“Cooperate”: a word from Late Latin cum and operari. In other words, “with” and “work”. The concept of “with” – in the form of “co-”, “con”, “com” and “cum” – is to be found in many highly contemporary words. Words with an eye to the future. “Co-”, a prefix that points to a common course, connoting a communion of strategies, indicating collaboration. It gives character even to words that have come to mean the opposite in common usage. Words like “competition”. Conveying an idea of contest, conflict and confrontation. But which originally meant “going forward” “with” others, towards a common goal: cum-petere. To go back to the origins, in a language that takes into account the needs of a “more just and sustainable” economy (much sought-after in a number of different environments, both secular and Christian since the upheavals of the great Crisis caused by financial greed and social imbalances) there is talk of “collaborative competition”. And this is indeed the title of a book by Fabrizio Pezzani, Competizione collaborativa, published by Università Bocconi Editore, which comes with a future-oriented subtitle: “Rebuilding social and economic capital”.
Italian industry can offer some fine examples of this. Economic analysis and empirical observation of the best manufacturing areas have long shown that the most successful strategies are those of business networks, with extended, high-quality supply chains. This is an interesting evolution of the ‘“district economies” which, during the long course of 1980s and 1990s, enabled companies, including small and medium-sized enterprises, to restructure, become stronger and stand up to the onslaught of new international forms of competition. They were able to find new niches in increasingly selective and fierce markets in both European and non-European countries. A successful strategy indeed, as can also be seen in the analysis by the McKinsey Quarterly journal (no. 1 of 2014) of the “next shoring” of manufacturing (about which we had much to say in last week’s blog). Industrial enterprises grow when they are in close contact with ever-changing markets and top-quality suppliers.
The fact that this is the right way to go is confirmed by Chi vince e chi perde: l’industria italiana oltre la crisi (Winners and Losers: Italian Industry Beyond the Crisis), an ISTAT survey recently carried out by MIP, the Politecnico University of Milan. The underlying indication is clear: those who get ahead are those who focus on “education and synergies”. In other words, on good human capital. And on positive social capital. Which basically means on cooperation. Italian industry has lost a quarter of its production capacity since 2008, but the survey shows that, even in times of crisis, those companies that have focused on foreign markets have managed to increase their turnover. And, what is more, they have been consistently inspired to innovate their products, production processes, high value-added services linked to production, marketing, and so on. Gianluca Spina, dean of MIP, draws an interesting conclusion from this: “The winners are those companies that, precisely during the period of crisis and recession, have invested in training and human capital, but also in creating links between companies through joint ventures, structural alliances and business networks.” In other words, it is necessary to create synergies of products and services, and to integrate different skills. And, in order to enter new markets, to cum petere is the way to do it. Many “monad” companies – which is to say, inward-looking businesses devoid of a spirit of cooperation – have been in decline. The worst in a form of capitalism that turns inwards, with a family-oriented view obsessively dominated by the dogma of owner control, is one that is unable to cope with the new challenges of interaction, of combining the entrepreneurship of the original family with new management skills. This means it is unable to innovate and thus clings to domestic markets that are increasingly stifled, impoverished and in decline.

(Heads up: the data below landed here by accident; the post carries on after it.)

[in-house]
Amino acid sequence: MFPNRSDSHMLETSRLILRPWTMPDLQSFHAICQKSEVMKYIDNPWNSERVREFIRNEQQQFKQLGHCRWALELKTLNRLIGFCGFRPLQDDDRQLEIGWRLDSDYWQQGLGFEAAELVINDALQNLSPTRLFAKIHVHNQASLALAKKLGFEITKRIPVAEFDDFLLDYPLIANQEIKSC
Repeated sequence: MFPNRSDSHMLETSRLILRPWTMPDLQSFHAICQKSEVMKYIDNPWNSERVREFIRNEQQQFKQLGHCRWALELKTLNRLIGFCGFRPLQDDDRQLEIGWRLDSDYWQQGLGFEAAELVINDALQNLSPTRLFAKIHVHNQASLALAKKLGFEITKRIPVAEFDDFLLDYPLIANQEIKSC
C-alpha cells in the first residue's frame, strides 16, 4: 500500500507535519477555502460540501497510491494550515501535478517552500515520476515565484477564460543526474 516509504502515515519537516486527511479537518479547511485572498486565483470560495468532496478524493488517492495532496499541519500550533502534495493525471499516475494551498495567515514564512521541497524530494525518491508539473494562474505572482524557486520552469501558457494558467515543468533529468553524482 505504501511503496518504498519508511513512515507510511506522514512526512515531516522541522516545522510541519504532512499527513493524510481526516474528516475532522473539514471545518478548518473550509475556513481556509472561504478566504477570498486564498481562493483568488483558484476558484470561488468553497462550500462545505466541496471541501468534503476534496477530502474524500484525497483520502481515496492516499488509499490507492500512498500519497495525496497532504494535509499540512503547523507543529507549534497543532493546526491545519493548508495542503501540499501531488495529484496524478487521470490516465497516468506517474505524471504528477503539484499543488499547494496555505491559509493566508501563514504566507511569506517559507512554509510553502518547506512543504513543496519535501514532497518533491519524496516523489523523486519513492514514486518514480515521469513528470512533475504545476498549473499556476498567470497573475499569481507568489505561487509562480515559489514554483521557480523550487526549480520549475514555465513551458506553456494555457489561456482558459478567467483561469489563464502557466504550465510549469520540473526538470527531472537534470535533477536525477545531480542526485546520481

Another survey has also come up with similar results. Carried out by Studio Giaccardi & Associati, it was recently presented at the Web Economy Festival in Cesena. Basically it says: “Innovation as an antidote to the crisis: companies active online grow up to five times more than traditional ones”, was the Il Sole 24 Ore headline on March 18. The high-tech of Web 2.0. And the local roots of a Romagna with a rich tradition of collaboration and cooperation. SMEs that are online with open, interactive sites see their turnover, productivity and internationalisation all growing. And for start-ups too, interaction and online cooperation are ways to success. Positive corporate culture. And good competitiveness.